Enjoyed it in many ways, yet the inherent problems are hard to miss. Long before the arrival of Goldeneye 007 (the best FPS on the Wii), The Conduit tried to give us what we wanted. It’s shamelessly modeled after great games like the N64’s Perfect Dark (including a convoluted aliens and conspiracy plot, and I swear they used identical fonts), but The Conduit ultimately fails to go that last mile into “truly great” territory. A lot of players complained about the recycled backgrounds and generally limited scope (you spend a lot of time inside government buildings), yet I found the gameplay and action to be engaging enough to play all the way to the end. But even as an all-Nintendo gamer, I still couldn’t help feeling like the FPS genre has probably evolved a little more than this in all the years between Perfect Dark and this 2009 imitation. In short, The Conduit feels like a great game from several years ago, and does virtually nothing to innovate on a really familiar formula. That said, the Wii is short on good shooter games, so The Conduitdeserves a look if you’re hungry for something other than the war-themed Battlefields and Calls of Duty available on every other major platform. I liked it. Didn’t love it, but liked it.
Dead Space: Extraction (8.5)
If you hate–utterly HATE–on-rails shooters, then you might as well stop reading right here. I tend to like them quite a bit (at least on occasion), so DS:E struck me as a great game with good intentions. I’ve never played a Dead Space game on any other system, so I was actually pretty glad to have the chance to check it out on my Wii console, or at least get an introduction to the universe. Turns out it’s a scary place, and gory, too. Similar in many ways to the Resident Evil “Chronicles” series (the othernotable light-gun shooters exclusive to Wii), Extraction whisks the player through a dark and doomed spaceship storyline, a stage for the massacre that begins the canonized Dead Space series. You’ve got a fair amount of heavy armaments at your disposal, and your inner teenager will be overjoyed to discover that alien dismemberment is a required strategy. I can’t say I was particularly blown away by the game, but having played a lot of the Wii’s on-rail shooting games, maybe I’m just tired of the genre. And don’t get me wrong–I played Extraction all the way to the credits. This is a great game, no doubt, and I’d recommend it as an excellent way to spend an evening with a buddy (two player co-op works perfectly) or even as a single player campaign (it’s got a solid 8-10 hours or more, especially if you play on hard).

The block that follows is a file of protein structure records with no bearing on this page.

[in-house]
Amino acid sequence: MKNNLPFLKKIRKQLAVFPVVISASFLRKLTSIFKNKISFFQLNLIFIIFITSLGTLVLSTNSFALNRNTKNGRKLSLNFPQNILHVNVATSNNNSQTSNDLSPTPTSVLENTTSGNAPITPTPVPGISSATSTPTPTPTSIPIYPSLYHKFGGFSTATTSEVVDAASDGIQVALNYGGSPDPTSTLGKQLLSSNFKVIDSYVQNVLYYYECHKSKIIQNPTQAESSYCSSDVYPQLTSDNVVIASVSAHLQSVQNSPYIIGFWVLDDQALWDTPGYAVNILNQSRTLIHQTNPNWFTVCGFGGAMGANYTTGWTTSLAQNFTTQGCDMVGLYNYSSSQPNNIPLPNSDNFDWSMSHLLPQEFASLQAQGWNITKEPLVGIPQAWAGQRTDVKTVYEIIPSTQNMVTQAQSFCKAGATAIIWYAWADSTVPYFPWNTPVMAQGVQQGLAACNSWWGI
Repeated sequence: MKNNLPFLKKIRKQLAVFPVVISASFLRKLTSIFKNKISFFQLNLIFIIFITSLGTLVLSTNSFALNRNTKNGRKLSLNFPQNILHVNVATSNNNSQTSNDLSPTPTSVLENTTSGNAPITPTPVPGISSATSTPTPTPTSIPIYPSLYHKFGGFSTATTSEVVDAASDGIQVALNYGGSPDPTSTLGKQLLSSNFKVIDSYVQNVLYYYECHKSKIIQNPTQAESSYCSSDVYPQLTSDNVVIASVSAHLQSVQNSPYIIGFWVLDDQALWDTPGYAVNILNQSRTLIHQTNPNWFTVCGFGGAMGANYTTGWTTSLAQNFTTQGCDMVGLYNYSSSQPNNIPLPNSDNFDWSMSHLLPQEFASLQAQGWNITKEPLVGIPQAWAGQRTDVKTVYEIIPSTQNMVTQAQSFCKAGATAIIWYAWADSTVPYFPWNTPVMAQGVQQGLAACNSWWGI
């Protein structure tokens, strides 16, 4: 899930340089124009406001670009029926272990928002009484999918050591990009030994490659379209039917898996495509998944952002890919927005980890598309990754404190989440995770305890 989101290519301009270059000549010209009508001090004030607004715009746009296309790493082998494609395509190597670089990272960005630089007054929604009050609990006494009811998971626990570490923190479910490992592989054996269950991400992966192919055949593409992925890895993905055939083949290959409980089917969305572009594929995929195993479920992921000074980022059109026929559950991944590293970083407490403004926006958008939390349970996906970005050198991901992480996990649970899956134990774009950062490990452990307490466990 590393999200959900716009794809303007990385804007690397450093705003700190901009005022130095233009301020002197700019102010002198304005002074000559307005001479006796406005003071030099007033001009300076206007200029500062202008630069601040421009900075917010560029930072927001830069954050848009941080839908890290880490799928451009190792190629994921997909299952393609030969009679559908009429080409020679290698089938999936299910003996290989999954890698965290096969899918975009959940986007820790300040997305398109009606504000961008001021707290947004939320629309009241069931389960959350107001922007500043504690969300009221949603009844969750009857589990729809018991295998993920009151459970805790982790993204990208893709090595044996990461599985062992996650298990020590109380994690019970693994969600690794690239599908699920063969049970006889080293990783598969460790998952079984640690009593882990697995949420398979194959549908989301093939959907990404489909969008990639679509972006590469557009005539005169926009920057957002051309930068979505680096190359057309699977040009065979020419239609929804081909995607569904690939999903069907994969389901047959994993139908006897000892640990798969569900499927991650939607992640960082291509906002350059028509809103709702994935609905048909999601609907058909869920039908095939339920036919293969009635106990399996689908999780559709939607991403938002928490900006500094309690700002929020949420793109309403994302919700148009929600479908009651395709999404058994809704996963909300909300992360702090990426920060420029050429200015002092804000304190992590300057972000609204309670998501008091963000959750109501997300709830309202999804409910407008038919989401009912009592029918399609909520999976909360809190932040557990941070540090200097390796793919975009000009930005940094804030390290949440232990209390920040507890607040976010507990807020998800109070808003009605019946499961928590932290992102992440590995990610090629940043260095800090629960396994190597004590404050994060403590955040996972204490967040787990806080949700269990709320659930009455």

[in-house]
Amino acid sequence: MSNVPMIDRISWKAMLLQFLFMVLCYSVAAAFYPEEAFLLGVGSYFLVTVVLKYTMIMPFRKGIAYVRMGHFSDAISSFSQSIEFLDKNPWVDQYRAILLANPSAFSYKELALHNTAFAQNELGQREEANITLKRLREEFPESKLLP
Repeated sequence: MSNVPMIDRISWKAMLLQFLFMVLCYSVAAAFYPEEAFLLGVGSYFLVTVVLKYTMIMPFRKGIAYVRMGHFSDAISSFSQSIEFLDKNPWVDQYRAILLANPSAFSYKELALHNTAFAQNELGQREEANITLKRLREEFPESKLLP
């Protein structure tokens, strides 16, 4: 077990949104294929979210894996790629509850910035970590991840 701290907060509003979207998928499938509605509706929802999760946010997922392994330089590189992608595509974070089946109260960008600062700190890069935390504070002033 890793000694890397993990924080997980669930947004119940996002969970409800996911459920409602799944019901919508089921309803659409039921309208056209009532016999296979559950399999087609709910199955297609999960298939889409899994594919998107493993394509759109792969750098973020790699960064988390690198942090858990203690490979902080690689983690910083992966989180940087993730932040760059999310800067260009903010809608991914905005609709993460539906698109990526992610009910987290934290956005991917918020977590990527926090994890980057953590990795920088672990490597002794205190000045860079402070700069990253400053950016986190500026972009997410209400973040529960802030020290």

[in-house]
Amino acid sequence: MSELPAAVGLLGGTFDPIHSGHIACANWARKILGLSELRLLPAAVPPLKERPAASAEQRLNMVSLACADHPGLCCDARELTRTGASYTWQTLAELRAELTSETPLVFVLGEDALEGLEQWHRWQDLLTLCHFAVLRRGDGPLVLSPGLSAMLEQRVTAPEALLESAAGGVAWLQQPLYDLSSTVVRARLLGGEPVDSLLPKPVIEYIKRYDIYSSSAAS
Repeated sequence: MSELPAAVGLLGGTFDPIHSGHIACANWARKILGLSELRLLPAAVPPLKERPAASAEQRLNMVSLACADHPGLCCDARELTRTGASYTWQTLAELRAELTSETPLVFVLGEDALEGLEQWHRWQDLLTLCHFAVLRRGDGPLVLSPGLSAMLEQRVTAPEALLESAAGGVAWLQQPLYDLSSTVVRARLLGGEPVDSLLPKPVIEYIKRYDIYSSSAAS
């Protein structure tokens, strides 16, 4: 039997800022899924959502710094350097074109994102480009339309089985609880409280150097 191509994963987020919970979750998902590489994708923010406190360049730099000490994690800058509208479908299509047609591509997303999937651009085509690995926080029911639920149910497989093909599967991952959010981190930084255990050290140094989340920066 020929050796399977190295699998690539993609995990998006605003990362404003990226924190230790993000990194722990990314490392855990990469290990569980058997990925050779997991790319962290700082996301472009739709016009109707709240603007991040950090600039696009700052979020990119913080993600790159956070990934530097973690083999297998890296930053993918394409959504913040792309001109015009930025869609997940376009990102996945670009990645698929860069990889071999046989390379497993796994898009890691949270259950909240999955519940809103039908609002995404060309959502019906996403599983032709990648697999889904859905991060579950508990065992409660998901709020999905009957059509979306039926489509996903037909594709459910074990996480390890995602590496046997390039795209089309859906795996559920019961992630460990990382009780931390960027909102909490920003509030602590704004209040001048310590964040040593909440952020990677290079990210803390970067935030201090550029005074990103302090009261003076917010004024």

The Bit.Trip Series (episodes 1-5, 7.0-8.5)
Man oh man, having to write commentary for this one makes me feel pretty bad that I don’t own the entire collection. I was the biggest proponent of the first episode (Bit.Trip Beat) when it first debuted as a standalone download title. I’m an enormous fan of modern 8bit music, and even before the game, I’d already attended a live show by one of the artists featured on B.T Beat’s soundtrack (BitShifter of NYC). Add in the classic (read: impossible) difficulty level of B:T Beat, the utterly awesome Atari 2600-meets-concert-rave-graphics, and the intelligent use of the Wiimote controller (twisting the Wiimote like a cylinder to move a Pong-style pad)–suddenly I was telling everyone I knew to buy this game. Then the sequels started arriving, and I was ecstatic to see that the designers weren’t simply recycling the same game, but were tweaking and rewriting the formula for each subsequent outing of CommanderVideo. Now the entire collection is available for both Wii (as a physical disc, including additional features) or for 3DS (featuring 3D enhanced graphics). I have yet to invest in the collection (or even decide which version I want more), but rest assured, I Can. Not. Wait. to dig into this insanely creative and entertaining suite of retro-inspired goodness. I can already hear the beat in my ears.
Let’s Tap (8.5)